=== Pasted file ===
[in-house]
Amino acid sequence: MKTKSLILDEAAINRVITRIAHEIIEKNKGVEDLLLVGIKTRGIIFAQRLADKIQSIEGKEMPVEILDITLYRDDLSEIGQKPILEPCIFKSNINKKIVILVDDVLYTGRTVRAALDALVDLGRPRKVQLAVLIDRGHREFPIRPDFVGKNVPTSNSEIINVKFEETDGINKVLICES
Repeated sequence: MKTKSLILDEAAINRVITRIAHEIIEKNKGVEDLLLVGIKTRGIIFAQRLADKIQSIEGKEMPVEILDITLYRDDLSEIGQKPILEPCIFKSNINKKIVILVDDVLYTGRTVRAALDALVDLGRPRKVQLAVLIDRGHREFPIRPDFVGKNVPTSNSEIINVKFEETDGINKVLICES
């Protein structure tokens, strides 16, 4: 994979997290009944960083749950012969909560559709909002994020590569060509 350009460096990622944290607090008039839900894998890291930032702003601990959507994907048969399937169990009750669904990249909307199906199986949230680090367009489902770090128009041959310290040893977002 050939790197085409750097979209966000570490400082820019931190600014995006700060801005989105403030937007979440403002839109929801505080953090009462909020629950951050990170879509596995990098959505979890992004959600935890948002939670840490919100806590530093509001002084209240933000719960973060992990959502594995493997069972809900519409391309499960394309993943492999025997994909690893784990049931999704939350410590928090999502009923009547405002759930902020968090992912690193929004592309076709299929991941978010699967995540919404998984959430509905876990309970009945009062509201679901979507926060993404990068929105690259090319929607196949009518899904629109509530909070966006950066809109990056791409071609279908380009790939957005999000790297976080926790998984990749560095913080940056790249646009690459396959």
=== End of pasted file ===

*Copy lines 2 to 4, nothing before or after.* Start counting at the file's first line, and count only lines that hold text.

Amino acid sequence: MKTKSLILDEAAINRVITRIAHEIIEKNKGVEDLLLVGIKTRGIIFAQRLADKIQSIEGKEMPVEILDITLYRDDLSEIGQKPILEPCIFKSNINKKIVILVDDVLYTGRTVRAALDALVDLGRPRKVQLAVLIDRGHREFPIRPDFVGKNVPTSNSEIINVKFEETDGINKVLICES
Repeated sequence: MKTKSLILDEAAINRVITRIAHEIIEKNKGVEDLLLVGIKTRGIIFAQRLADKIQSIEGKEMPVEILDITLYRDDLSEIGQKPILEPCIFKSNINKKIVILVDDVLYTGRTVRAALDALVDLGRPRKVQLAVLIDRGHREFPIRPDFVGKNVPTSNSEIINVKFEETDGINKVLICES
């Protein structure tokens, strides 16, 4: 994979997290009944960083749950012969909560559709909002994020590569060509 350009460096990622944290607090008039839900894998890291930032702003601990959507994907048969399937169990009750669904990249909307199906199986949230680090367009489902770090128009041959310290040893977002 050939790197085409750097979209966000570490400082820019931190600014995006700060801005989105403030937007979440403002839109929801505080953090009462909020629950951050990170879509596995990098959505979890992004959600935890948002939670840490919100806590530093509001002084209240933000719960973060992990959502594995493997069972809900519409391309499960394309993943492999025997994909690893784990049931999704939350410590928090999502009923009547405002759930902020968090992912690193929004592309076709299929991941978010699967995540919404998984959430509905876990309970009945009062509201679901979507926060993404990068929105690259090319929607196949009518899904629109509530909070966006950066809109990056791409071609279908380009790939957005999000790297976080926790998984990749560095913080940056790249646009690459396959």